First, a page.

What Does the Second Amendment Mean?

It's one of the most controversial passages of the Constitution. Allegedly, it's also one of the most obscure and unintelligible sections. The Second Amendment to the U.S. Constitution reads, "a well regulated militia being necessary to the security of a free state, the right of the people to keep and bear arms shall not be infringed."

Prior to the Supreme Court's decision in District of Columbia v. Heller (2008), we were told for decades that the Second Amendment did not guarantee or even refer to an individual right. Based on the wording of United States v. Miller (1939), the theory was promulgated that the Second Amendment protected only State's rights to maintain organized militia. One problem with this curious interpretation is that States don't have rights, they have powers. But there's nothing new about twisting the truth into a pretzel so that it conforms to a dogmatic ideology. Some people still doggedly maintain that the Second Amendment does not refer to an individual right. Among these persons are some judges on the Seventh Circuit Court of Appeals. In clear defiance of the Supreme Court, the Seventh Circuit recently announced that "states, which are in charge of militias, should be allowed to decide when civilians can possess military-grade firearms."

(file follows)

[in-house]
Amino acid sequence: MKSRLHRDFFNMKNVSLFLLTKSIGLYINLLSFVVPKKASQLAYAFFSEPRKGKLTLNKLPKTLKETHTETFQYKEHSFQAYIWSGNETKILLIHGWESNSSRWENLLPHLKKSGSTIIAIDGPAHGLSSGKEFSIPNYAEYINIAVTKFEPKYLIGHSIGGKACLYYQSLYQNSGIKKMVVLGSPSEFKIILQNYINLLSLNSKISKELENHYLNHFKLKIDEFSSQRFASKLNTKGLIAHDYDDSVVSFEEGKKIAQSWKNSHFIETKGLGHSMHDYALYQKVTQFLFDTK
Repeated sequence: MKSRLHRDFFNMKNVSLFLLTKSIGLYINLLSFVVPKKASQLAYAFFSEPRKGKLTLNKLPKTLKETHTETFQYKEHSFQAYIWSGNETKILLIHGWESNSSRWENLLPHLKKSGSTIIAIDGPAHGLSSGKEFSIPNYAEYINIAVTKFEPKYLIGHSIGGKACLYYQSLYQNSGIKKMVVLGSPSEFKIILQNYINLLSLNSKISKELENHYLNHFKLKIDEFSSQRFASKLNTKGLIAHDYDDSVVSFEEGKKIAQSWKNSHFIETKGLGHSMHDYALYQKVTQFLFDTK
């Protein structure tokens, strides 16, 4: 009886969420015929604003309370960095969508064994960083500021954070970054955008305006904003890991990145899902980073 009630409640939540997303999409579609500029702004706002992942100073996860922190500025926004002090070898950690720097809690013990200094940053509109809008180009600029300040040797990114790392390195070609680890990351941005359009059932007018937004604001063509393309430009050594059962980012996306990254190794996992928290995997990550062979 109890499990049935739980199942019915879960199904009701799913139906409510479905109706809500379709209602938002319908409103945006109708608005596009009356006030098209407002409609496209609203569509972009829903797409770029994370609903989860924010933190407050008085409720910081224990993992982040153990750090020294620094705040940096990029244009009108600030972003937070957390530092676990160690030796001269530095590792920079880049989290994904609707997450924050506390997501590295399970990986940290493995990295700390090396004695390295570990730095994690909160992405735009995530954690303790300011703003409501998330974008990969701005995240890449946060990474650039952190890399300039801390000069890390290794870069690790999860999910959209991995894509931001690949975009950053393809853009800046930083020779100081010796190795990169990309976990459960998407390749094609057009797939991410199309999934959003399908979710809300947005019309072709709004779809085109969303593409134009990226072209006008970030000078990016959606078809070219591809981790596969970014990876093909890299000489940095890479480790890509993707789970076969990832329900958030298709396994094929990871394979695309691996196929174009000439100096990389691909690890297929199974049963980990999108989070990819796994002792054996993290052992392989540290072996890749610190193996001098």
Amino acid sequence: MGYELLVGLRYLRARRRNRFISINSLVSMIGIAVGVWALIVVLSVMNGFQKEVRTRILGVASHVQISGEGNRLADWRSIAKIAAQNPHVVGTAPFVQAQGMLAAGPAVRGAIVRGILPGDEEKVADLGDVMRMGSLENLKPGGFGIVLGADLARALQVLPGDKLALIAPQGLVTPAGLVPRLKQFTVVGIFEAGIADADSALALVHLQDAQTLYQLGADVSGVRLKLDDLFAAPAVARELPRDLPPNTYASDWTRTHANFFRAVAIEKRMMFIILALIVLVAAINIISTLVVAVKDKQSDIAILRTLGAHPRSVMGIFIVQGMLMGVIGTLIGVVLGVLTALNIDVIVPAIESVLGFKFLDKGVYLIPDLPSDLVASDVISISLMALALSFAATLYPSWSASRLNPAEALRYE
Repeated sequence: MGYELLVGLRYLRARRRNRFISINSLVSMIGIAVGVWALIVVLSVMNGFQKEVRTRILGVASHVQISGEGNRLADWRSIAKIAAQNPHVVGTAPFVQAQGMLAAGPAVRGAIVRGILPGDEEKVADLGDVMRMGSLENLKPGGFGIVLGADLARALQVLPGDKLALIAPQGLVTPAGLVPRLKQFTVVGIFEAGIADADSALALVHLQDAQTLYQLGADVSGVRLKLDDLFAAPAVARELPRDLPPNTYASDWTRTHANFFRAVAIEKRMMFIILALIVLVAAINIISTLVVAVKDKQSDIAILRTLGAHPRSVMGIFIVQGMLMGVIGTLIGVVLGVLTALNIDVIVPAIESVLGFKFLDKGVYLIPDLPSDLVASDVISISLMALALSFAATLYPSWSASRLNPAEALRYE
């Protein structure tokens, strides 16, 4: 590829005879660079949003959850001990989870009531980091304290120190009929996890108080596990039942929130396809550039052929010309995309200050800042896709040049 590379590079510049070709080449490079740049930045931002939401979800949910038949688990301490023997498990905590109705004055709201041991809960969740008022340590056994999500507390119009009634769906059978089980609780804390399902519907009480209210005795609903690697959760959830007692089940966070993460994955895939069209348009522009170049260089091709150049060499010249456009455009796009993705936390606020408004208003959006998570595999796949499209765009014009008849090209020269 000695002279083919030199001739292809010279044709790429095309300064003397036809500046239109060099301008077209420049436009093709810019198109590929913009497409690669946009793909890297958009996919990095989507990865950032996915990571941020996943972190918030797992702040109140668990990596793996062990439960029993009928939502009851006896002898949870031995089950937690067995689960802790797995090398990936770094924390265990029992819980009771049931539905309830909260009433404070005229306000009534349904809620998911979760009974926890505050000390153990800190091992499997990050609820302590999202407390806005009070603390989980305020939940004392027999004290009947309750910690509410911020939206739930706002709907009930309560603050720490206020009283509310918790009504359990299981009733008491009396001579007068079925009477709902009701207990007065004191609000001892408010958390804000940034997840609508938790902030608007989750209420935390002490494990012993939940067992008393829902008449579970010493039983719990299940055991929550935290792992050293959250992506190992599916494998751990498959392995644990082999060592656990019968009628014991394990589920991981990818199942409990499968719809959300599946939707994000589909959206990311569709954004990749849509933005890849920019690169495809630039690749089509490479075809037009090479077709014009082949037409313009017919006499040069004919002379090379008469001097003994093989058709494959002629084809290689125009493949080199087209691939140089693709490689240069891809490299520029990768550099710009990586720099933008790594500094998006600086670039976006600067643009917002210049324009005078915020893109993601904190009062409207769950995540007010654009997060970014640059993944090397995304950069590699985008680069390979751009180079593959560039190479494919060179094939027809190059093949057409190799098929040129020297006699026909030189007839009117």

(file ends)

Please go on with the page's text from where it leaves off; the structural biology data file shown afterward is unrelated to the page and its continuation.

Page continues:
Contrary to what some confused and unlettered judges think, the Second Amendment does indeed protect an individual right. Neither is it opaque or difficult to understand. A militia is "a citizen army," an entity that is most definitely distinct from a professional military. The Second Amendment becomes perfectly lucid when we understand that the "well regulated" militia spoken of in the Amendment is to be composed of a people who have right to keep and bear arms. The two clauses of the Second Amendment, the first which refers to a "militia," and the second which refers to "the people," cannot be separated and interpreted independently. For the Second Amendment to be intelligible the two clauses must be reconciled. Indeed, it is very difficult to assemble a militia from a people who have been disarmed.

The Second Amendment is not a radical innovation. Militia have a long history. The armed forces of the city-states of ancient Greece consisted mostly of ordinary citizens that banded together to defend themselves in time of common need. In Politics, Aristotle identified the right to keep and bear arms as synonymous with citizenship. He declared "those who possess arms are the citizens," and "the government should be confined to those who carry arms." Thus when we insist on the right to own guns, we are only asking for a right that has been ours by twenty-five hundred years of tradition in Western Civilization. To be deprived of our ancient and inalienable right is to be reduced to serfdom. It is an intolerable affront to a free people.